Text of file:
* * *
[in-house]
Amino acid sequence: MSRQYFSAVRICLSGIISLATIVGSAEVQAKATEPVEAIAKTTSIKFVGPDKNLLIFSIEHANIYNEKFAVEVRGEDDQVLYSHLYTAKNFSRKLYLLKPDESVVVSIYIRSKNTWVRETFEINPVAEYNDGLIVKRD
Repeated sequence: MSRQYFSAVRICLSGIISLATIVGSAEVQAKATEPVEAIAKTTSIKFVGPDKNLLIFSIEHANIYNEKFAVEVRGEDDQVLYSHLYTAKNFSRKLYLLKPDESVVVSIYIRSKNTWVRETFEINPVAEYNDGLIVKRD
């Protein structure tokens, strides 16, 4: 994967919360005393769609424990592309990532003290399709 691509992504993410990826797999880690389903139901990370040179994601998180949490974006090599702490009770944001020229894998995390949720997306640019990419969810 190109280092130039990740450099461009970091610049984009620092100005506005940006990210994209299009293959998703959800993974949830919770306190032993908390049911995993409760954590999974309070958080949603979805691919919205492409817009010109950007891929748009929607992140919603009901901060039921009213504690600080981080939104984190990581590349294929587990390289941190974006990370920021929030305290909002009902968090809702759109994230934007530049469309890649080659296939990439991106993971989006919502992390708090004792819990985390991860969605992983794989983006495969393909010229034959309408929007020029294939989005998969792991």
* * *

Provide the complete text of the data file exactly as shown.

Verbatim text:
[in-house]
Amino acid sequence: MSRQYFSAVRICLSGIISLATIVGSAEVQAKATEPVEAIAKTTSIKFVGPDKNLLIFSIEHANIYNEKFAVEVRGEDDQVLYSHLYTAKNFSRKLYLLKPDESVVVSIYIRSKNTWVRETFEINPVAEYNDGLIVKRD
Repeated sequence: MSRQYFSAVRICLSGIISLATIVGSAEVQAKATEPVEAIAKTTSIKFVGPDKNLLIFSIEHANIYNEKFAVEVRGEDDQVLYSHLYTAKNFSRKLYLLKPDESVVVSIYIRSKNTWVRETFEINPVAEYNDGLIVKRD
């Protein structure tokens, strides 16, 4: 994967919360005393769609424990592309990532003290399709 691509992504993410990826797999880690389903139901990370040179994601998180949490974006090599702490009770944001020229894998995390949720997306640019990419969810 190109280092130039990740450099461009970091610049984009620092100005506005940006990210994209299009293959998703959800993974949830919770306190032993908390049911995993409760954590999974309070958080949603979805691919919205492409817009010109950007891929748009929607992140919603009901901060039921009213504690600080981080939104984190990581590349294929587990390289941190974006990370920021929030305290909002009902968090809702759109994230934007530049469309890649080659296939990439991106993971989006919502992390708090004792819990985390991860969605992983794989983006495969393909010229034959309408929007020029294939989005998969792991």